Bill Kinnon's series of postings on the theme The People formerly known as the Congregation has touched a nerve in the populace of the people of faith. There are links to all the postings on the right side bar of his blog. Check them out.
What Bill and others are expressing is not new. It is important to understand that they speak from their heart, from their experience in the church, and about things that matter to them. It takes me back thirty years to my post-collegiate days when I was involved in an evangelical youth ministry built around the idea of "friendship evangelism." I was in a training program where I would end up with my own ministry serving a community somewhere. I was let go because <quote> I was too intellectual. <unquote>. What it really meant was I wasn't cool enough. My ministry to high school students was just different than the other men and women in the training program. So, I moved on and like many people went to seminary searching for what it was that God wanted to do with me.
By going to seminary, I knew it implied that parish ministry was most likely the outcome. I wasn't sure I wanted to be a pulpit minister. So, my tag line in seminary was, "God drugged me kicking and screaming into the church." I always laughed when I said it because I'm just that kind of congenial guy. But I was really unsure about whether I could be a pastor of a church. Not whether I could be a minister, but whether serving in that sort of institutional setting was what I could stomach. At that time, in my mid-twenties, I felt that that path was very confining.
Years later, after serving as an urban community minister for a large Presbyterian church, I took on my own congregation to serve as pastor. It was an ill-thought decision. We left being close to home with a three month old baby to move to a community that culturally was totally different than either of our backgrounds. We lasted two years, two months, eight days and thirteen hours. In the end, I realized some things about my self, about the ministry, and about churches.
I realized that my orientation was toward growth, not numerical growth, but a different kind. The church I served was not committed to that. Instead, they wanted a curator for the museum of memories. The past were the glory years of the church, and the future was about holding on to those memories through a practiced pattern of behaviors and rituals. It was traditional, but not sufficiently alive for me.
So, as I left that church and went to work for a small church-related college as a chaplain, I began to find myself increasingly alienated from the church as an institution. It became harder and harder to find churches that fit with my perspective on what it meant to be the church. It is my nature to be a problem solver, so instead of abandoning the church, I began to serve them as a leadership consultant.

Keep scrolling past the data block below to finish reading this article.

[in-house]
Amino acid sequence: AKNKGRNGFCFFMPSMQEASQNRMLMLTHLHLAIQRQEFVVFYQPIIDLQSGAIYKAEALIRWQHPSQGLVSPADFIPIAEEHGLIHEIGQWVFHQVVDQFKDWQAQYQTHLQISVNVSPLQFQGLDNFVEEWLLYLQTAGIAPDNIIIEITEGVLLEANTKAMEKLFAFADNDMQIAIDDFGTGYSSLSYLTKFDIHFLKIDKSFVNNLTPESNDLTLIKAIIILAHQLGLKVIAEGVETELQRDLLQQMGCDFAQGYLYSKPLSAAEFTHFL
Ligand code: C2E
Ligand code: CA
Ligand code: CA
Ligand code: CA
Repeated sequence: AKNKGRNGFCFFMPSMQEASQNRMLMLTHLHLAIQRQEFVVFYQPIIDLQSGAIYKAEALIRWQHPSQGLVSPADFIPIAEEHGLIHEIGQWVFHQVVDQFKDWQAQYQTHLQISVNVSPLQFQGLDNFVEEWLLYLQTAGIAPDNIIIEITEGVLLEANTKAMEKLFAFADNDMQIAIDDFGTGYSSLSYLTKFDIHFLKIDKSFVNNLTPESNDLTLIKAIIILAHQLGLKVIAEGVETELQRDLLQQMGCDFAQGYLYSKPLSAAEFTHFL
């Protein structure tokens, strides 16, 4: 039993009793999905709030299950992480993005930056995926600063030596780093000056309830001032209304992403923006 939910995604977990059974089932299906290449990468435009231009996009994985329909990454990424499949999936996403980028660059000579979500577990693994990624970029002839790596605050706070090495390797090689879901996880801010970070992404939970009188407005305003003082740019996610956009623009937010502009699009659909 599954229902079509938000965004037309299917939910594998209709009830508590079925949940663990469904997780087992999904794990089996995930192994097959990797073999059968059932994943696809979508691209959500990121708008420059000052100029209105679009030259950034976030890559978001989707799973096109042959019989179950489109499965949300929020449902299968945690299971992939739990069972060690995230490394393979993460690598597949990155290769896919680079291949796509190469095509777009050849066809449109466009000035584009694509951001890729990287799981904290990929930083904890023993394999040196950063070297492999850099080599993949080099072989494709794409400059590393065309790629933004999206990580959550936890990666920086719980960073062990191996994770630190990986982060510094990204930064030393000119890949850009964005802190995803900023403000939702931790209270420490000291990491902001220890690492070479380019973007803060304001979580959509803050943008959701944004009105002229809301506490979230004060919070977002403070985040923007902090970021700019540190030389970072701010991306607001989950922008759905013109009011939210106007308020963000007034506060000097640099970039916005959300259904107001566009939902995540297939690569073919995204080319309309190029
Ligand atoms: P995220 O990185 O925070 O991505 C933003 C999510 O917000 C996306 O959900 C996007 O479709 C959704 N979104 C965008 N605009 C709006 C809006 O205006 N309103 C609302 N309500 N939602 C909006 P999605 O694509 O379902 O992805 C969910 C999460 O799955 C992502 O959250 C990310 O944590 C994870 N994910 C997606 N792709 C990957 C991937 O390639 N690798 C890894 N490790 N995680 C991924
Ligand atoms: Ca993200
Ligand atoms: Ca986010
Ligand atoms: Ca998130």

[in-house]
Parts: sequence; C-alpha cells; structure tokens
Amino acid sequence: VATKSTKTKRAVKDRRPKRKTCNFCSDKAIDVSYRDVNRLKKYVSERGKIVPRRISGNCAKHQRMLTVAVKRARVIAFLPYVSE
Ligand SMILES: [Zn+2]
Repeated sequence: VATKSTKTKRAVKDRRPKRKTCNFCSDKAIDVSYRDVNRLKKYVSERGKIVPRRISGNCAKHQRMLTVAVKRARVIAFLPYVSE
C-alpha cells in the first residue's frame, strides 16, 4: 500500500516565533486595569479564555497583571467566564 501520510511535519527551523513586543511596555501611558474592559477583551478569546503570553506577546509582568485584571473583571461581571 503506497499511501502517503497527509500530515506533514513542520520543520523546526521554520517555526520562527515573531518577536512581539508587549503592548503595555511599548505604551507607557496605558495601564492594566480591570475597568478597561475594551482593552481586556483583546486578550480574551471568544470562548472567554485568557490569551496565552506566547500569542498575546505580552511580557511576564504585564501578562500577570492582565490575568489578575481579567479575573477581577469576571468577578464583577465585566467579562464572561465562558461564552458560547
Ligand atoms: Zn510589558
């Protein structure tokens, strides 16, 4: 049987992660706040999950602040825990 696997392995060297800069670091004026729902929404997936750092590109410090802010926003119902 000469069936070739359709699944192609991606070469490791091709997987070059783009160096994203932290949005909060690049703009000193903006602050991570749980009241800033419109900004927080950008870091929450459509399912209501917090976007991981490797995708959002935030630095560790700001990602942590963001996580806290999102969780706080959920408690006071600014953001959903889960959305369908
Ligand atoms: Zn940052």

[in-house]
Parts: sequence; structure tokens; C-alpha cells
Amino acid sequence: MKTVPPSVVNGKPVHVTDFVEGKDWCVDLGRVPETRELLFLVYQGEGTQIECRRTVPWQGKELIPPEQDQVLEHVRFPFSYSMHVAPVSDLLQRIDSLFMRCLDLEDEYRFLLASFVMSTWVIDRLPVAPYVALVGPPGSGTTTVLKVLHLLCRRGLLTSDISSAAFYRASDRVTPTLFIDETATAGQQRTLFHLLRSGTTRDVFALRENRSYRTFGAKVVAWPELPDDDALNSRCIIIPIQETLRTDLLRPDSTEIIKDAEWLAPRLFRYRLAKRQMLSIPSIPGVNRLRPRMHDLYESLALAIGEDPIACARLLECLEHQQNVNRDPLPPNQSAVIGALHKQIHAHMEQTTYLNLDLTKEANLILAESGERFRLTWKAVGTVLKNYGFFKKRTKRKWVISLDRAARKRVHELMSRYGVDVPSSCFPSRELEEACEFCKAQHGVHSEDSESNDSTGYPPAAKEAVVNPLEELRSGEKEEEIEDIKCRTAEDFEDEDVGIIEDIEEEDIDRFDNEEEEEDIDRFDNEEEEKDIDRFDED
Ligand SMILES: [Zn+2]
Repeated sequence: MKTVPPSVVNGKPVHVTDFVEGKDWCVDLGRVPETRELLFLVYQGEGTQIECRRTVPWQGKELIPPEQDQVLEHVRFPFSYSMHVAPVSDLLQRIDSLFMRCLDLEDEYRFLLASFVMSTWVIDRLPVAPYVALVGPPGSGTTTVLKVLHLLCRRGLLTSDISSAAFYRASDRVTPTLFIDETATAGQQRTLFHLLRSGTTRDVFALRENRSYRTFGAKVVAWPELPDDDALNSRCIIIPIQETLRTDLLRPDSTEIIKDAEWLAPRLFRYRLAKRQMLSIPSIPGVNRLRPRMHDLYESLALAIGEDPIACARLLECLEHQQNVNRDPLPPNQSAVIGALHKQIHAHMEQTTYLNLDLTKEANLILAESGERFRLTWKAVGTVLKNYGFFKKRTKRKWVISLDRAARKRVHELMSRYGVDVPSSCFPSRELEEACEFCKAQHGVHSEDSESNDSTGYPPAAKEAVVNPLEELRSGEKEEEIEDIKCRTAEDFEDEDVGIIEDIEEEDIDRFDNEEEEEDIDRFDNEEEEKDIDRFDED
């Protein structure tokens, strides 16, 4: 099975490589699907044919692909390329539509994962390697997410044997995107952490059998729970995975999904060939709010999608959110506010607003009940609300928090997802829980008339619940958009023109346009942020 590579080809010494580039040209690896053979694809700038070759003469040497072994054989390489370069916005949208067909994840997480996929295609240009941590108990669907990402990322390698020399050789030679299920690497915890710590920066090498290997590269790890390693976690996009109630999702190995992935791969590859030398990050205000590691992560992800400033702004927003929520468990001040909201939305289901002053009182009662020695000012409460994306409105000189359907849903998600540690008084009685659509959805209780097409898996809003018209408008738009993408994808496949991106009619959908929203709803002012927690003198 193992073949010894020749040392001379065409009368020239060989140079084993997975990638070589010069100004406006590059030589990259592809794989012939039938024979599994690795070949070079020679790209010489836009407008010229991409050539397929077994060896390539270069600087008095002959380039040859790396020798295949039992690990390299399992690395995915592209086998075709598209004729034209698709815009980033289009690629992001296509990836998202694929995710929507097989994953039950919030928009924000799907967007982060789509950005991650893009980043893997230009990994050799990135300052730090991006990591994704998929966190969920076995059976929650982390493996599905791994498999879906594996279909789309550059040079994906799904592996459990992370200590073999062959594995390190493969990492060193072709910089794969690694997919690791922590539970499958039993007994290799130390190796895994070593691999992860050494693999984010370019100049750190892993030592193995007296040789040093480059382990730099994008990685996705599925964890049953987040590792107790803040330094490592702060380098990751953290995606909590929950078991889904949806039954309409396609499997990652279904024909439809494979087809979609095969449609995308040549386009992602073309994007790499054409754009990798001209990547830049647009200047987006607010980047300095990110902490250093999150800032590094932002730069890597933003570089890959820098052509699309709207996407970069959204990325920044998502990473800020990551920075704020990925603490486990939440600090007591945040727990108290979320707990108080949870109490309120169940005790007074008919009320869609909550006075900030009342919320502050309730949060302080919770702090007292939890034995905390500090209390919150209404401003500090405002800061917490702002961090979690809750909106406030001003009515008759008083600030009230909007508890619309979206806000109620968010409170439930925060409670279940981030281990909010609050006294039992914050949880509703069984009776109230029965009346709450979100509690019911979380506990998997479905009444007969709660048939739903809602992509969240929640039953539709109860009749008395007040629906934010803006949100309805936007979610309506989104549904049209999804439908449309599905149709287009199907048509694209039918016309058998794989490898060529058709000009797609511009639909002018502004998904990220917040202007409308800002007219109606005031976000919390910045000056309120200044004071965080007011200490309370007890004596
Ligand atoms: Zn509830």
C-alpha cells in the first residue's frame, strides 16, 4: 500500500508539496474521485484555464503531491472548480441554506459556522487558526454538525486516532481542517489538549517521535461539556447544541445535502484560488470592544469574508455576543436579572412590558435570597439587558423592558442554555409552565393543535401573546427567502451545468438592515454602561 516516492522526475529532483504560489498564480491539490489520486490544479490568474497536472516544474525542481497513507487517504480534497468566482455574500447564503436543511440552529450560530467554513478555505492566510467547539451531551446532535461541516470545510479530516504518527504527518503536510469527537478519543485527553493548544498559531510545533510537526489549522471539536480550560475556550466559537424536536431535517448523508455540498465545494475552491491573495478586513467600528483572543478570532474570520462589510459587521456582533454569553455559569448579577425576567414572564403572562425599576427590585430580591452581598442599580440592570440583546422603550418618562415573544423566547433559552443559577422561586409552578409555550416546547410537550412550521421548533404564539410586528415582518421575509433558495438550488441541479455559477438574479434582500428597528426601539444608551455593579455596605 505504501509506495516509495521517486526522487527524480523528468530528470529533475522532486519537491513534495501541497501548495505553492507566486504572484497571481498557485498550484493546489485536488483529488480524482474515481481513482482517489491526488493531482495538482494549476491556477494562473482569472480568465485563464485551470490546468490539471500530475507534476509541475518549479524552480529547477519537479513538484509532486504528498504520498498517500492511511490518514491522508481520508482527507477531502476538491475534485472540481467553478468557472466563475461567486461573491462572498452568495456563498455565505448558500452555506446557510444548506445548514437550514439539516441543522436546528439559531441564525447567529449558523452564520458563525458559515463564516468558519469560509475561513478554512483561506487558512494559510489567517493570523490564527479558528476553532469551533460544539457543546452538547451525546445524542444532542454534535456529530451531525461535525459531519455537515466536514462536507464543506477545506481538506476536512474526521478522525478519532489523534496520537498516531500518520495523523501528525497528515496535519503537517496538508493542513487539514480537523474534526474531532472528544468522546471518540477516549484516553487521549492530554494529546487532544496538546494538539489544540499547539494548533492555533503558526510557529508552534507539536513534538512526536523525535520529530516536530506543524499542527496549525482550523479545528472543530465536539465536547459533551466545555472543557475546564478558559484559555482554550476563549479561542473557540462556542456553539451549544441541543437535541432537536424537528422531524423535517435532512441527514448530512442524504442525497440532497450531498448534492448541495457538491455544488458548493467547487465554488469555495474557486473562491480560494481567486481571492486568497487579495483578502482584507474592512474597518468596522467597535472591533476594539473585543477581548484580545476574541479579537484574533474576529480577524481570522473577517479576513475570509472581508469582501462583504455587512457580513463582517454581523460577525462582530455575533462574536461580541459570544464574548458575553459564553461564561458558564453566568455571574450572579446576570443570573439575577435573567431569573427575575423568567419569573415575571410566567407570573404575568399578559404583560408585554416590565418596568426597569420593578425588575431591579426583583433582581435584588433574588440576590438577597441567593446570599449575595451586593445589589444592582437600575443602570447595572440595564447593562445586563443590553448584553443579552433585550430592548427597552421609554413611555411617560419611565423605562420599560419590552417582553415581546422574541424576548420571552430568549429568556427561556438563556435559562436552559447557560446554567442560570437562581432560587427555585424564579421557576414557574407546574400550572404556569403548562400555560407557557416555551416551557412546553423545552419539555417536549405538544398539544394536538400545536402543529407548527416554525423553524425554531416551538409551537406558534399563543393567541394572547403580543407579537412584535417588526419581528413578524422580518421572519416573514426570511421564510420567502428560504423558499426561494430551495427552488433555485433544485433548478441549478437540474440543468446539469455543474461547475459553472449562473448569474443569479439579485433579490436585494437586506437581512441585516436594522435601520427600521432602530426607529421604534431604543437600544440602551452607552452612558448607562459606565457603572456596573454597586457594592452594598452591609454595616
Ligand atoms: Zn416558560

There is more to say about this than the few minutes I have now can provide. But let me capture it this way.
1. Recognizing and admitting the pain and hurt, frustration and disappointment that we have had with the church is good. It can be very healthy. But it won't change the church. It may change you, but it won't change the church. The church is an institution. It is an organization. In fact, it needs to be an organization if whatever good that is there can be sustained over time. So, I've come to believe in churches as institutions. The question is what kind.
2. I have found that the number one thing church people want from their pastor is for him or her to love them. This is a feeling that people have about the church that gets transfered to the pastor. The relationship they have with the pastor is the relationship that they have with Christ. It really is that simple for many, many people. I don't think pastors see this coming when they are in seminary. It is very subtle, and eventually destructive of the church. Many of the reasons for people's alienation from the church has to do with their relationship with the pastor. So, the pastoral role is critical to the future of the church. The question is what does it mean to be in pastoral leadership.